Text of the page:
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Response from jasonmreece

11:26 pm July 18, 2016

The Hyundai Santa Fe is also a very good vehicle. The Santa Fe and Sorento are built on the same platform (and both models are built in Kia's U.S. factory in West Point, Georgia). In theory, the Santa Fe is the more comfortable, luxurious model while the Sorento is sportier and has higher feature content for less money.

I previously recommended a 2013 or newer Sorento, but I need to correct that. The Sorento was heavily revised for 2014 with better ride and handling, improved steering, additional feature content, modified exterior details and a new, improved V6 engine. I would definitely recommend that 2014 over the 2013.

I thought about the Santa Fe when I recommended the Sorento earlier and I probably should have mentioned it. The Santa Fe (in 3-row form, which I wish they would call the XL, as they do in Canada) was introduced in 2013. The frustrating thing (to me) is how they package options and trim levels of each model.

In 2014, the Santa Fe came in two trim levels- GLS or Limited. The GLS is somewhat basic in standard form, ,but there are two option packages available- a 3,550 Premium Package (Leather seats, Power Liftgate, Power passenger seat, Proximity Key w/ Push-Button Start and a Blind Spot Detection System) and the $4,000 Technology Package (requires the 'Premium' Package). So there are some used GLS models that will have cloth seats and limited feature content. Some will have the Premium Package and some with have both the Premium and Technology Package. The Limited will be priced out of your budget, but it might not be a great fit anyway. The Santa Fe GLS is a 7-seater while the Limited is only a 6-seater (two captain's chairs in the middle row instead of a bench seat).

Kia offers the Sorento in more trim levels- LX, LX V6, EX, SX and SX-L (or SX Limited). The mid-level EX essentially has the same feature content as the Santa Fe GLS with Premium Package. A 3rd row seat was optional on the EX, so you'll need to make sure any you're considering have the 3rd Row Seat Package (3rd row bench seat, separate rear ventilaltion controls, priced at $1,200 when new). The Sorento EX also had a $4,400 Touring Package available that is very similar to the Santa Fe's Technology Package. It adds Navigation, 10-spkr Infiinity audio, Blind Spot Detection System, Driver seat/mirror memory, Power Liftgate and Ventilated (cooled) front seats.

Searching nationwide on Cars.com, I found a lot more Sorento EXs than Santa Fe GLS models. A 2014 Santa Fe EX for just under $20k (with the 3rd row only, no Touring Pkg) for $19-$21k is realistic. I even found some 2014 SX and Limited models for just under $25k and they were also CPO (Certified Pre-Owned) which includes an extensive warranty (and the Limited in particular has a lot of extra features).

So either way, you can't really go wrong as long as you make sure you get the features you need/want. I would definitely recommend locating two at nearby dealerships (or, if you're really lucky, at the same dealer) so you can drive the Santa Fe and Sorento back-to-back. The Cars.com 'Search Inventory' feature is very useful!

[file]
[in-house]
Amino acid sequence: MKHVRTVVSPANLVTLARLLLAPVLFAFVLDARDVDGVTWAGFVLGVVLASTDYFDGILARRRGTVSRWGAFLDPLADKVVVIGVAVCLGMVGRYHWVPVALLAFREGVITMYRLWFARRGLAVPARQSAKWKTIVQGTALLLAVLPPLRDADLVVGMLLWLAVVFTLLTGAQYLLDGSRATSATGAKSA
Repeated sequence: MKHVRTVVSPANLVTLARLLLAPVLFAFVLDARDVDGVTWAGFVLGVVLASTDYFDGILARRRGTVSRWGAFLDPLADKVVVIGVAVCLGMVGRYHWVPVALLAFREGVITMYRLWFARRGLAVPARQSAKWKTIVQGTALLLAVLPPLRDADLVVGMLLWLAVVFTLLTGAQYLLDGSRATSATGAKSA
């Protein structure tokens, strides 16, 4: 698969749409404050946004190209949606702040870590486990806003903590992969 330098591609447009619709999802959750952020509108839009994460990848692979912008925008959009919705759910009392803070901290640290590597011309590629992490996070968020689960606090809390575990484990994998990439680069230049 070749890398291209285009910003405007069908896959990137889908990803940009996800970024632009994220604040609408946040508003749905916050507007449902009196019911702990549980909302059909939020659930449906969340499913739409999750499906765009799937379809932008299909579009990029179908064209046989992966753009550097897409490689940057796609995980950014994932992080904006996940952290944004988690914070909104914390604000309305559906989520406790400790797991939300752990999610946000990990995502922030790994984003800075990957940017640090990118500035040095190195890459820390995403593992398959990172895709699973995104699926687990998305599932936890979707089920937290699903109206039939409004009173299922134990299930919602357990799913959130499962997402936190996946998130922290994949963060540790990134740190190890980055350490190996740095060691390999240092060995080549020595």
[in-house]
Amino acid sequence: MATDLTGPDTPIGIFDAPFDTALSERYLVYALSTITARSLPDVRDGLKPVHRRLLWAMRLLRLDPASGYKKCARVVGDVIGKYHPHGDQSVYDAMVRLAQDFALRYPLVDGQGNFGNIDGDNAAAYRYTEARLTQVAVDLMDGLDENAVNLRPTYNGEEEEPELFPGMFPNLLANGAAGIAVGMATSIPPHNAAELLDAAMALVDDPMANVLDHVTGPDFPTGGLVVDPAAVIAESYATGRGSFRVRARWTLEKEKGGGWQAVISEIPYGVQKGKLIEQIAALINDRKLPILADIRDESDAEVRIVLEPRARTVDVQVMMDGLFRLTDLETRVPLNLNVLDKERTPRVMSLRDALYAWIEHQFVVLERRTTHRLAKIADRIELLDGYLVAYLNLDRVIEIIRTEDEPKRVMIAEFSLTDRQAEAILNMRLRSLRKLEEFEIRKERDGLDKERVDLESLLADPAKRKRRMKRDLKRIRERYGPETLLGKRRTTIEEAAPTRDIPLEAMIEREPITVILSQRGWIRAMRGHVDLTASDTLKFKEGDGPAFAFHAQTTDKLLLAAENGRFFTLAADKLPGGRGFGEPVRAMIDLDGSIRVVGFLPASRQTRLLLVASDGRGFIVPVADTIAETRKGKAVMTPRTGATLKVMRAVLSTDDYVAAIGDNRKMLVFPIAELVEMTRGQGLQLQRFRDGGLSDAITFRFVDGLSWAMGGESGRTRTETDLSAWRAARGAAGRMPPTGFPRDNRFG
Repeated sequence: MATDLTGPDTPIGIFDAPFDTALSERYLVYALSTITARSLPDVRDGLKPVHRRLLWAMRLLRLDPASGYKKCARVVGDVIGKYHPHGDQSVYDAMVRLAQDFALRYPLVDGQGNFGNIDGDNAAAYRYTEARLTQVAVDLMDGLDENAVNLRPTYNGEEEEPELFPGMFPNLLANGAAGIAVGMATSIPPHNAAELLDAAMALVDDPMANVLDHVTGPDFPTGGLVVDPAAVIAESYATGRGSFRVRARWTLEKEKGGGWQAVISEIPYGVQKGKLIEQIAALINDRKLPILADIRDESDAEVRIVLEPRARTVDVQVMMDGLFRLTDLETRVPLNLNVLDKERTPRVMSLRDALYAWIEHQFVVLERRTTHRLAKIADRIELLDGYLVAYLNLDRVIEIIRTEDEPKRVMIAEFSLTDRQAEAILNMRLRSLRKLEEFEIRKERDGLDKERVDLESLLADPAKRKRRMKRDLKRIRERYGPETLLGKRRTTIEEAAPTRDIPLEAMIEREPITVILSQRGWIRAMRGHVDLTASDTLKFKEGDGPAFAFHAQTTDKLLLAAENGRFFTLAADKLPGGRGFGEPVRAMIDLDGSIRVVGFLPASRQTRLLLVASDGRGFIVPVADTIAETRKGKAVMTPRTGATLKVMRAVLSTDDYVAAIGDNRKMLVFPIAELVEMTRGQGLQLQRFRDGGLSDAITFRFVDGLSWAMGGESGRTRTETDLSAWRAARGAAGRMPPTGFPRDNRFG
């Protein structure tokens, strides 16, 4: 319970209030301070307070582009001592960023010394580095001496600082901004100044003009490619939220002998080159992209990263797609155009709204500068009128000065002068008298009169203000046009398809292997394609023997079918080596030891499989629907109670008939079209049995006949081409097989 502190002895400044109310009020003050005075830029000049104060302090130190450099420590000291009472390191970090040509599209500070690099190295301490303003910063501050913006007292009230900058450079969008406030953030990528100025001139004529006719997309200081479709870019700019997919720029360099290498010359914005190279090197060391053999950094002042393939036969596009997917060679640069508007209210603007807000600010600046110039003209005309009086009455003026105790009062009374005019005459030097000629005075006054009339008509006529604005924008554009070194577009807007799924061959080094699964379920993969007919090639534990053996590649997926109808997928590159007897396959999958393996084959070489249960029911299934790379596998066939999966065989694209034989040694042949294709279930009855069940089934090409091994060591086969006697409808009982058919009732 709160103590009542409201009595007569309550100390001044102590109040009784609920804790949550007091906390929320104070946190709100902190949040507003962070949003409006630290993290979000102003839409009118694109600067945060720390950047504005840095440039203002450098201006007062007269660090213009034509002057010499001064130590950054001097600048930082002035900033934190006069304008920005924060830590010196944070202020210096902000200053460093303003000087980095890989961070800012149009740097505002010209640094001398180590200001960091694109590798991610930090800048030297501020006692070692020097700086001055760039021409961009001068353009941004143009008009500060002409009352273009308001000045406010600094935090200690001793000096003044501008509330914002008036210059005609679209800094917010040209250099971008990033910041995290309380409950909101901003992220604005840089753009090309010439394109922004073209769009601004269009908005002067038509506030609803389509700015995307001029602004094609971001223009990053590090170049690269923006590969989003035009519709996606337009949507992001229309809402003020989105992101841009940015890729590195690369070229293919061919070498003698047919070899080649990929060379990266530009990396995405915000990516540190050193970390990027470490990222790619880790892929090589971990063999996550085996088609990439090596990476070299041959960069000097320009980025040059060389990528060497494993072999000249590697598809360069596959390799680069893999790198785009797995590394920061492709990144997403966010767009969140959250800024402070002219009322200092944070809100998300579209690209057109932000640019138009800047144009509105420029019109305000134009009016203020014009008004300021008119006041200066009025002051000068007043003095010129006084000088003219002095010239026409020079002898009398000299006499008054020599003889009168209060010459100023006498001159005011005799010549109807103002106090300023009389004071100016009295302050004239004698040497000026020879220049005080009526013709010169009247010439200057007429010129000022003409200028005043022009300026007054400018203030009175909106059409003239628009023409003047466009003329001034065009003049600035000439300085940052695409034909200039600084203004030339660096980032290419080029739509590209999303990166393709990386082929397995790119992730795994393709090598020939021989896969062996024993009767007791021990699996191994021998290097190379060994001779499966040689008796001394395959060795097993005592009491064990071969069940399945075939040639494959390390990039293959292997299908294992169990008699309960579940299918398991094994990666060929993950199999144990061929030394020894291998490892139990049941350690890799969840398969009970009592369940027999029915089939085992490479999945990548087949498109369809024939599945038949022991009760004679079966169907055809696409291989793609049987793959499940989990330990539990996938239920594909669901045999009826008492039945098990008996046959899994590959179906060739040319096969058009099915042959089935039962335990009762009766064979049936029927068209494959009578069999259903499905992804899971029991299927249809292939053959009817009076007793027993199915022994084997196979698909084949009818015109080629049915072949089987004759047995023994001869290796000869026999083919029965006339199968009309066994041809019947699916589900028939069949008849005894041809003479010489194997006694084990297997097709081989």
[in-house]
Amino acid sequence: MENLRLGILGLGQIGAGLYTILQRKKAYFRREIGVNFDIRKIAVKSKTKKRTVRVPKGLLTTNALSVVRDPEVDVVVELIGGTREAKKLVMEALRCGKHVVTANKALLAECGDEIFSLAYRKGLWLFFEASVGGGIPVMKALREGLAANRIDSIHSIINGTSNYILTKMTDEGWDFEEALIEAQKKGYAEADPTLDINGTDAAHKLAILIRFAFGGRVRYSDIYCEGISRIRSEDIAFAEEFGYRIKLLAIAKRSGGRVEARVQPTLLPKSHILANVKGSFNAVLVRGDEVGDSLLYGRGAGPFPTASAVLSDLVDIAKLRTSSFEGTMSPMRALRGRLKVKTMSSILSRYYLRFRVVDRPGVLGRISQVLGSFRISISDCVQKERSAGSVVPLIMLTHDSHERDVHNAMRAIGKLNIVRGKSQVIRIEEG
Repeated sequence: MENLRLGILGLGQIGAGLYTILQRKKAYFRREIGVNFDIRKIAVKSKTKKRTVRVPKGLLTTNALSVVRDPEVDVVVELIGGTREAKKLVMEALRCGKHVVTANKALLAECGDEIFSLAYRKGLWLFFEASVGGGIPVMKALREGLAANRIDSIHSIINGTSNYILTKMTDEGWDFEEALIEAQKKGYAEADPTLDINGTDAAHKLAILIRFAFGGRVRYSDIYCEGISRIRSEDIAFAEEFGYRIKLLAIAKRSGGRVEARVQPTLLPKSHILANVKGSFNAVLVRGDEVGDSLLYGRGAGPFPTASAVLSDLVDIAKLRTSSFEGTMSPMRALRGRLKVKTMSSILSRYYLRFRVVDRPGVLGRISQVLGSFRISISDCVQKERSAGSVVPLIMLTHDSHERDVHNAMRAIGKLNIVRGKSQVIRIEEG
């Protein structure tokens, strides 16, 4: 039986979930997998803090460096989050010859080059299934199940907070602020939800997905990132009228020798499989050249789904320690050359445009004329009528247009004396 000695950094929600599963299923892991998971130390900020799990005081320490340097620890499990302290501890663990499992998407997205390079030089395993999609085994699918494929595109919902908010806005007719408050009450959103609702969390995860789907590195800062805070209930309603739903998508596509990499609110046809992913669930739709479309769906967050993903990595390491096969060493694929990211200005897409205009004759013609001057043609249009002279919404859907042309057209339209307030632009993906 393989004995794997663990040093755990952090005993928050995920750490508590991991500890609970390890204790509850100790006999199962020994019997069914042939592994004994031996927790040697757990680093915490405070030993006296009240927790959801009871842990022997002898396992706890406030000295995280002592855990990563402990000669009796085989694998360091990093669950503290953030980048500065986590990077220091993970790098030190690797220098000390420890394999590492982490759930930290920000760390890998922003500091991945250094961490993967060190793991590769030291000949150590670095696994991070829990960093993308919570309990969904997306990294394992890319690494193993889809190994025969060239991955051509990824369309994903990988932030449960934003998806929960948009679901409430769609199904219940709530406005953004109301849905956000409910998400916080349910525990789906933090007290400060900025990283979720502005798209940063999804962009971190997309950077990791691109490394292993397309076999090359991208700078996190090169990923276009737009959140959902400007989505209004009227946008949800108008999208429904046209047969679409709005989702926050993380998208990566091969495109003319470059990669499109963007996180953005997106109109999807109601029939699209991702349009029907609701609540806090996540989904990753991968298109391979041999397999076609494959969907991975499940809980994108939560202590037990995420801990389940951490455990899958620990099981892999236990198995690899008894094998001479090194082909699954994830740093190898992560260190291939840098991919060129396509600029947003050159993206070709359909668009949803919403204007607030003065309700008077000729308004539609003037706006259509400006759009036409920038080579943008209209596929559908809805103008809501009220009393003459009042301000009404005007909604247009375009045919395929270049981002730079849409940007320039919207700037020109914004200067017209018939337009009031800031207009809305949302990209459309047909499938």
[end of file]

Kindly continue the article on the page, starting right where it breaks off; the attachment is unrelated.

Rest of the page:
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Response from mkaresh

8:51 am July 19, 2016

My main concern with both the Santa Fe and Sorento is they're more likely to require repairs than the average Hyundai / Kia. Usually small stuff, though.

On the crash test, while it's preferable to have a car with a good score in the small offset, this is rarely an option with a car more than a few years old. Any crash test represents only a small percentage of real-world accidents, in this case one where two cars collide head-on with only a slight overlap. There's an earlier moderate overlap test. And before that the tests replicated only a full overlap collision, which probably rarely happens in the real world.

The take away: if you're going to hit someone head-on in a pre-2014 car, make sure you've got a good amount of overlap :)


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Response from vjpeach

7:29 pm July 19, 2016

What do you guys think of a 2010-2011 Toyota Highlander or 2008-2010 Acura MDX vs the newer Sorentos, Santa Fes or CX-9s?


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Response from jasonmreece

1:21 am July 21, 2016

I wanted to follow-up on a few questions asked and comments since my previous posting-

First of all, the Acura MDX is an excellent suggestion and I have no idea why I didn't think of it! mkaresh (Michael Karesh, the creator of this wonderful site) recommend a 2008-2010 MDX. The previous-generation MDX was introduced in 2007 and received signficant upgrades in 2010 that carried it through 2013. In 2014 the current MDX replaced it.

When I bought my 2012 CX-9 (in Dec 2012), the 2013 models were already out. The Acura dealers had quite a few off-lease 2010 MDXs available as CPO (Certified) used models. When it came down to a decision, my two finalists were the CPO 2010 MDX and new 2012 CX-9. I don't think I could have made a bad decision either way. The primary reason I didn't get the MDX is because I couldn't find one in a color combo (silver or gray with black interior) that I liked. n

I checked real-world prices on Cars.com and you could actually get a 2010-2012 MDX for $25k of less (with 60k miles). Compared to the 2007-2009 models, the 2010-2013 has a 6-speed automatic transmission (vs. a 5-speed auto in pre-2010 models) which improved acceleration and fuel economy. The front fascia and rear tail lights were also redesigned and various interior tweaks were made. A very good SUV became even better after the 2010 updates. For reliability and durability/longevity, I think it would be your best bet. It also has a slight edge in safety with active front head restraints and a decent small-overlap frontal crash rating.